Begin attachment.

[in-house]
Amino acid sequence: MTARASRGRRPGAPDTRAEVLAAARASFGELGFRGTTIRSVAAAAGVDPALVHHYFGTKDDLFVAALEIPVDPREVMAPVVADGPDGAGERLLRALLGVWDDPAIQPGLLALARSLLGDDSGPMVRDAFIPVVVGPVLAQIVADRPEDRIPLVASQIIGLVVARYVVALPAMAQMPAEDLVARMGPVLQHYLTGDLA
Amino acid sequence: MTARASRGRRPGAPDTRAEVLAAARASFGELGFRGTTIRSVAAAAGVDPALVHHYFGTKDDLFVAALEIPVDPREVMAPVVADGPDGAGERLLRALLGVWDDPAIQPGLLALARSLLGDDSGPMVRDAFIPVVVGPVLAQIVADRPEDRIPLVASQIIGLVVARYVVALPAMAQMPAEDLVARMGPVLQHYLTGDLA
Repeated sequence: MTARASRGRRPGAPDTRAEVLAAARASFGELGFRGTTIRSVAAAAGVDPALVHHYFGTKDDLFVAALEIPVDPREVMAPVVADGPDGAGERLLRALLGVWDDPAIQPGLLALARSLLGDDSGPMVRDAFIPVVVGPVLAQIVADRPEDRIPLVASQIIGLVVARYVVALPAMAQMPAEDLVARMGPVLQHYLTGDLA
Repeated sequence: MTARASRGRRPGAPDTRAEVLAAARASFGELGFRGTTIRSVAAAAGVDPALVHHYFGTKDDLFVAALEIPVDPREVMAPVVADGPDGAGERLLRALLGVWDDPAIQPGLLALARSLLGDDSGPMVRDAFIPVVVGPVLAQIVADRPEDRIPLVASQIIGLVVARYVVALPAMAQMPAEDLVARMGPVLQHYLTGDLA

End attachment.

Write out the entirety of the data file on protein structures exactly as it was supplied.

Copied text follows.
[in-house]
Amino acid sequence: MTARASRGRRPGAPDTRAEVLAAARASFGELGFRGTTIRSVAAAAGVDPALVHHYFGTKDDLFVAALEIPVDPREVMAPVVADGPDGAGERLLRALLGVWDDPAIQPGLLALARSLLGDDSGPMVRDAFIPVVVGPVLAQIVADRPEDRIPLVASQIIGLVVARYVVALPAMAQMPAEDLVARMGPVLQHYLTGDLA
Amino acid sequence: MTARASRGRRPGAPDTRAEVLAAARASFGELGFRGTTIRSVAAAAGVDPALVHHYFGTKDDLFVAALEIPVDPREVMAPVVADGPDGAGERLLRALLGVWDDPAIQPGLLALARSLLGDDSGPMVRDAFIPVVVGPVLAQIVADRPEDRIPLVASQIIGLVVARYVVALPAMAQMPAEDLVARMGPVLQHYLTGDLA
Repeated sequence: MTARASRGRRPGAPDTRAEVLAAARASFGELGFRGTTIRSVAAAAGVDPALVHHYFGTKDDLFVAALEIPVDPREVMAPVVADGPDGAGERLLRALLGVWDDPAIQPGLLALARSLLGDDSGPMVRDAFIPVVVGPVLAQIVADRPEDRIPLVASQIIGLVVARYVVALPAMAQMPAEDLVARMGPVLQHYLTGDLA
Repeated sequence: MTARASRGRRPGAPDTRAEVLAAARASFGELGFRGTTIRSVAAAAGVDPALVHHYFGTKDDLFVAALEIPVDPREVMAPVVADGPDGAGERLLRALLGVWDDPAIQPGLLALARSLLGDDSGPMVRDAFIPVVVGPVLAQIVADRPEDRIPLVASQIIGLVVARYVVALPAMAQMPAEDLVARMGPVLQHYLTGDLA